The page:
1. Refrain from sin (resist the devil and he will flee from you – James 4:7)
  2. Live a biblical life and with love
  3. Tell others about Jesus, and
  4. Exercise faith by healing sick and delivering the demonized.

All in the authority of the Lord Jesus and the power of the Holy Spirit!


Christopher Peppler

Christopher Peppler



1 thought on “Spiritual Warfare – The Real Battle”

  1. Excellent – love it. Thank you Chris for highlighting once again how we so often travel down dangerous roads when we interpret single sentences without matching the content with the correct environment. May I just add thou, that you have to be pretty sharp at times to immediately have a clear understanding of everything Jesus said – sometimes I have to read over and over and go back and forth several times to get what He was saying – there is risk in that as we clearly see from your message here.

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About Me

My name is Christopher Peppler and I was born in Cape Town, South Africa in 1947. While working in the financial sector I achieved a number of business qualifications from the Institute of Bankers, Damelin Management School, and The University of the Witwatersrand Business School. After over 20 years as a banker, I followed God’s calling and joined the ministry full time. After becoming a pastor of what is now a quite considerable church, I  earned an undergraduate theological qualification from the Baptist Theological College of Southern Africa and post-graduate degrees from two United States institutions. I was also awarded the Doctor of Theology in Systematic Theology from the University of Zululand in 2000.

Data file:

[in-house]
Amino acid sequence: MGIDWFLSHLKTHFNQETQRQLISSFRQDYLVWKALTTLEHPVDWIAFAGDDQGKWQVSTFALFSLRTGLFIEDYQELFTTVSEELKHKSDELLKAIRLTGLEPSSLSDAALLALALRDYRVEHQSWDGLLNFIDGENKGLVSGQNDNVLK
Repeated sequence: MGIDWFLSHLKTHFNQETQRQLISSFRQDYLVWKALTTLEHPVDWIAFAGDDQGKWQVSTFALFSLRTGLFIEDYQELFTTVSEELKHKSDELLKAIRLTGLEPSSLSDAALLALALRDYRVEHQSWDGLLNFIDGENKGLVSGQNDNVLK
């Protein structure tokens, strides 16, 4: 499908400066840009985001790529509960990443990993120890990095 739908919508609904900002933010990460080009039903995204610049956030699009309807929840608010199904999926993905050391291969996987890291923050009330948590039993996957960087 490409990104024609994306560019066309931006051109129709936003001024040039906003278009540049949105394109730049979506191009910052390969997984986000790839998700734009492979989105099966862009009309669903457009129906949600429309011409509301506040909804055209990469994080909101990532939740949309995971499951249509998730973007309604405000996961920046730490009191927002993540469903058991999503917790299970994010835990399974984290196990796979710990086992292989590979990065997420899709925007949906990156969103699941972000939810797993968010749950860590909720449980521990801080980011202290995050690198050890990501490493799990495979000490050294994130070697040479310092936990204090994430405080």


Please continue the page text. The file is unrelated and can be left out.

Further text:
Four years before that I established the South African Theological Seminary (SATS), which today is represented in over 70 countries and has more than 2 500 active students enrolled with it. I presently play an role supervising Masters and Doctoral students.

I am a passionate champion of the Christocentric or Christ-centred Principle, an approach to biblical interpretation and theological construction that emphasises the centrality of Jesus

I have been happily married to Patricia since the age of 20, have two children, Lance and Karen, a daughter-in-law Tracey, and granddaughters Jessica and Kirsten. I have now retired from both church and seminary leadership and devote my time to writing, discipling, and the classical guitar.

If you would like to read my testimony to Jesus then click HERE.